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After the economic downturn of late 2008, homelessness numbers increased significantly for 2009. So why are LGBT community leaders doing so little to bring attention to this issue? That’s exactly the challenge that author Sassafras Lowrey is faced with. And she wants action.
There’s a dirty secret in the LGBT community. One we rarely discuss, but one that affects thousands of queer teens every year: homelessness. According to a report by The National Gay and Lesbian Task Force, 26% of LGBTQ youth were kicked out of their homes when they came out. A disconcerting 40% of homeless youth identify as LGBTQ. Further, the American foster care system offers little relief. The Urban Justice League has numbers showing an alarming 78% of LGBTQ youth “were removed from or left their foster care placements because they were un-welcoming or hostile towards their sexual orientation and/or gender identity.” Seventy eight percent!
So while most media coverage focuses on Marriage Equality and Don’t Ask Don’t Tell, the issue of LGBT youth homelessness seems to fall through the cracks. Now writer and activist, Sassafras Lowrey hopes that her new anthology, Kicked Out, can bring a fresh perspective to the issue.
At age 17 Lowrey’s family kicked her out of her home after she came out. As a teen growing up in Clackamas Oregon, she looked to her local library for answers. But resources for LGBT homeless youth were (and remain) scarce.
“There was nothing there that spoke to what I was going through,” explains Lowrey. “I made this promise that if I made it through it I was going to write a book. …Years later, I revisited that dream.”
Recently Lowrey has edited an anthology of 34 essays by current and former homeless LGBTQ youth. The result is a stunning and poignant look at homelessness in the US today.
“The contributors are diverse as the epidemic itself,” Lowrey explains. “They come from every community… It runs the full spectrum from people grew up in ‘dysfunctional families’ to people who grew up in stereotypical, perfect American family.”
Many of the contributors have never published their work before — some hesitated to tell their stories at all. Though the reality of these stories may be hard to grasp, Kicked Out gives readers an inside look at a world that would otherwise be overlooked. Lowrey tells of one young woman named Eternity who wrote her story in a series of 37 text messages, which Lowrey published as is.
“This epidemic does not discriminate on gender, race, class, disability, or geographic region,” Lowrey clarifies.
“Homelessness occurs here in New York City and in the smallest town.” She goes on, “I hesitate to say one experience is easier or harder. There are different challenges in each city.”
The National Gay and Lesbian Task Force says, “LGBTQ youth are three times more likely to participate in survival sex.” “Survival sex,” Lowrey explains, “is one strategy for survival involving the sex industry — either exchanging sexual acts for money or for food and shelter.” These teens’ barriers to health care access make HIV and STDs a particular challenge.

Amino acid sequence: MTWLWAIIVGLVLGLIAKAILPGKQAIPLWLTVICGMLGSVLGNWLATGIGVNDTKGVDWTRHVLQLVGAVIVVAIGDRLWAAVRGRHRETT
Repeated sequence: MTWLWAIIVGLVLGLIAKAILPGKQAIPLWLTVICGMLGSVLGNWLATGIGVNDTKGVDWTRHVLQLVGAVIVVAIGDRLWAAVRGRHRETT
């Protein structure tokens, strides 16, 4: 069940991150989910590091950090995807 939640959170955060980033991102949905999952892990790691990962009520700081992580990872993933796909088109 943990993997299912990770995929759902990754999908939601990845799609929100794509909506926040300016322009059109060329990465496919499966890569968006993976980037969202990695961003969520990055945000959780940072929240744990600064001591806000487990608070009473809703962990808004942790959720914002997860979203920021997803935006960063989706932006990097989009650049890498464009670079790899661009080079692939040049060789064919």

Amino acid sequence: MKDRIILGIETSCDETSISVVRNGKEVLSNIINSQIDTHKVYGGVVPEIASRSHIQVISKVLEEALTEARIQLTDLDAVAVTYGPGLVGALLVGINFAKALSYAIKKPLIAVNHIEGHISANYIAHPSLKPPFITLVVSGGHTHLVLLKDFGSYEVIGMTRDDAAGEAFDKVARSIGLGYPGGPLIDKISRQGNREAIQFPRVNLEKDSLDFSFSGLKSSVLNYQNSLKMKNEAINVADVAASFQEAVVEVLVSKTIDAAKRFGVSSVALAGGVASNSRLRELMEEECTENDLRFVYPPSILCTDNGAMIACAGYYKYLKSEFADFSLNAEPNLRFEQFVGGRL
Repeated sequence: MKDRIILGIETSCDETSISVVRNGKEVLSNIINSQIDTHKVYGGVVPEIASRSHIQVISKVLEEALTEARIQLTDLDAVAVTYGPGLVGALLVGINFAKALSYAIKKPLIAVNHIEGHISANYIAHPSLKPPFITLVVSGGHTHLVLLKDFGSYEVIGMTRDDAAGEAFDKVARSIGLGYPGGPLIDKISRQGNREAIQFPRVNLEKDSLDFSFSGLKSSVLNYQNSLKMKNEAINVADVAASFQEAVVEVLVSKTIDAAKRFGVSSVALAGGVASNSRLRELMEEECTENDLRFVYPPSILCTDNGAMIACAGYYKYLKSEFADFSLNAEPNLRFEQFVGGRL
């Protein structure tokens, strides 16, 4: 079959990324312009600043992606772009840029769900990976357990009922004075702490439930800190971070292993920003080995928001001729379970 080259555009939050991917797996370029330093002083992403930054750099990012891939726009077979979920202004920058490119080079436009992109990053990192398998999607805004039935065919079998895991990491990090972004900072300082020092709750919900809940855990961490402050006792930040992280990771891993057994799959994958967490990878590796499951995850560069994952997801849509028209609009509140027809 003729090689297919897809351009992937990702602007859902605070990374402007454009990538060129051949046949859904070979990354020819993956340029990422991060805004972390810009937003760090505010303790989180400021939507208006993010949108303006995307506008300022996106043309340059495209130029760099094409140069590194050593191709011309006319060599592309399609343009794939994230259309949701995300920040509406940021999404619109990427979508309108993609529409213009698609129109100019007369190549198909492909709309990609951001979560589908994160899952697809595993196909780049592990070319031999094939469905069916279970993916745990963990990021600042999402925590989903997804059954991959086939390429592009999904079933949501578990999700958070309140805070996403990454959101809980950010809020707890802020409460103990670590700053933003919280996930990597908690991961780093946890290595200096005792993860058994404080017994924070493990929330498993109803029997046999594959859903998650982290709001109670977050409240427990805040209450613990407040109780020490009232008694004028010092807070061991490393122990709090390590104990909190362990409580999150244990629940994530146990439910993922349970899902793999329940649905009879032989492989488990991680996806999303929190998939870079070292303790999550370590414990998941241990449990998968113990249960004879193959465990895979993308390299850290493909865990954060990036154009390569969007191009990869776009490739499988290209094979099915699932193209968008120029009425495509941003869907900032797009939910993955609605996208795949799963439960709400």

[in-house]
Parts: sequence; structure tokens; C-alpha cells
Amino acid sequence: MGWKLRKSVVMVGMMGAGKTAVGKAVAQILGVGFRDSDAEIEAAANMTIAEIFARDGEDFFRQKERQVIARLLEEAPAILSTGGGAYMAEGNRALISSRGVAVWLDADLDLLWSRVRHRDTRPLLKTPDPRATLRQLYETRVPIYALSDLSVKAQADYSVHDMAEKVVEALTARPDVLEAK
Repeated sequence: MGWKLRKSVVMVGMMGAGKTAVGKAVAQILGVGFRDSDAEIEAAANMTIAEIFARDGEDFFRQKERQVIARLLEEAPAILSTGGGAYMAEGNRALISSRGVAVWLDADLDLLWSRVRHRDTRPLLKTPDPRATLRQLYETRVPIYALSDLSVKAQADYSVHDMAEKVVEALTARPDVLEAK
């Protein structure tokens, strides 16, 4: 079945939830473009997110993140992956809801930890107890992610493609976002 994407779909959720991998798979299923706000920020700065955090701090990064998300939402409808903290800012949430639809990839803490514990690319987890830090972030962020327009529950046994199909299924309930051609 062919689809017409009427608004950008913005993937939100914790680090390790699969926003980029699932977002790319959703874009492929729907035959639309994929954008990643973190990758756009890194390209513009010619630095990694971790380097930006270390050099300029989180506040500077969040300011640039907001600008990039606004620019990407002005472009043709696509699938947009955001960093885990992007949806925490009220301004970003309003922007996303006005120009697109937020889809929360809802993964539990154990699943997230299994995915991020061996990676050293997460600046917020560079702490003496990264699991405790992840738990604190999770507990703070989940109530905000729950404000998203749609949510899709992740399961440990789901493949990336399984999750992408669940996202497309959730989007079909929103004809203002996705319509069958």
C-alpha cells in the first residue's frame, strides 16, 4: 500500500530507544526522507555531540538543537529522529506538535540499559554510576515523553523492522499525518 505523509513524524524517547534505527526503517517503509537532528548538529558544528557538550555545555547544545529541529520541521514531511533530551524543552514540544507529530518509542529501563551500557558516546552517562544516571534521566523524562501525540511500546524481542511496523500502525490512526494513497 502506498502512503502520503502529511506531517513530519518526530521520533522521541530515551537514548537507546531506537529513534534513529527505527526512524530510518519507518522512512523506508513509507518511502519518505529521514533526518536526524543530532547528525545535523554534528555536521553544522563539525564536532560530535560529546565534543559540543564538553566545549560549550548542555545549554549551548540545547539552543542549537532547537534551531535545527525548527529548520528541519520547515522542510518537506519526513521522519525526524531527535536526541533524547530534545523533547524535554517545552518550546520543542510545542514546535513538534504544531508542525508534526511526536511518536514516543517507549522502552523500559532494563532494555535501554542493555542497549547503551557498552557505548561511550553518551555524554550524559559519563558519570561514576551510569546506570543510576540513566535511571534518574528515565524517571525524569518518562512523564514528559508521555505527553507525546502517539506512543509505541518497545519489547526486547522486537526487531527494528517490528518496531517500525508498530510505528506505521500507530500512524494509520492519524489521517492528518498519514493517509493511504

In “Framing Federal Policy to Benefit LGBTQ Homeless Youth,” Kicked Out contributor Richard Hooks Wayman addresses the simple steps adults can take to help curtail the epidemic of youth homelessness within the queer community:
There is a role for the LGBTQ community to play in ending youth homelessness—a role for advocacy, a role for sustained giving to youth services, and a role in reaching out and building relationships with vulnerable queer youth. LGBTQ adults can ensure that vulnerable, homeless youth are not assaulted in street environments and not recruited into the commercial sex industry through strip clubs and prostitution. LGBTQ adults have the opportunity to reflect on their own behaviors and consumption patterns by not supporting businesses or venues that encourage the sexual exploitation of youth through erotic dancing, escort services or prostitution.
And Wayman knows what he’s talking about. As Senior Youth Policy Analyst with the National Alliance to End Homelessness, he is working to change homelessness through policy and advocacy initiatives.
Regardless of the heart-wrenching tales within, Kicked Out is about hope, Lowrey argues. And the book offers different messages for different users. “For youth the message is survival is possible,” she observes.
The message for parents comes from Judy Shepard – the mother of Mathew Shepard – who writes in the forward:
My son was taken from me because two men learned to hate – I certainly cannot imagine losing him by choice. Our children need and deserve better from us…Our community has a responsibility to take action – immediately. I call on all of us to act today. We must support our LGBTQQ youth. We must talk to our friends and family about the reality facing these young people. We must support these organizations and direct service providers with our volunteer time and financial resources. But most importantly, as mothers and fathers, we need to hug our kids and tell them that they are accepted and loved for who they are – every single day.
“For the LGBT community I hope the takeaway is to take action,” Lowrey says. “This is a growing issue that has been ignored by our community, but at the end of the day these are our kids and if we don’t listen to their stories, if we don’t care for their basic needs, who will?”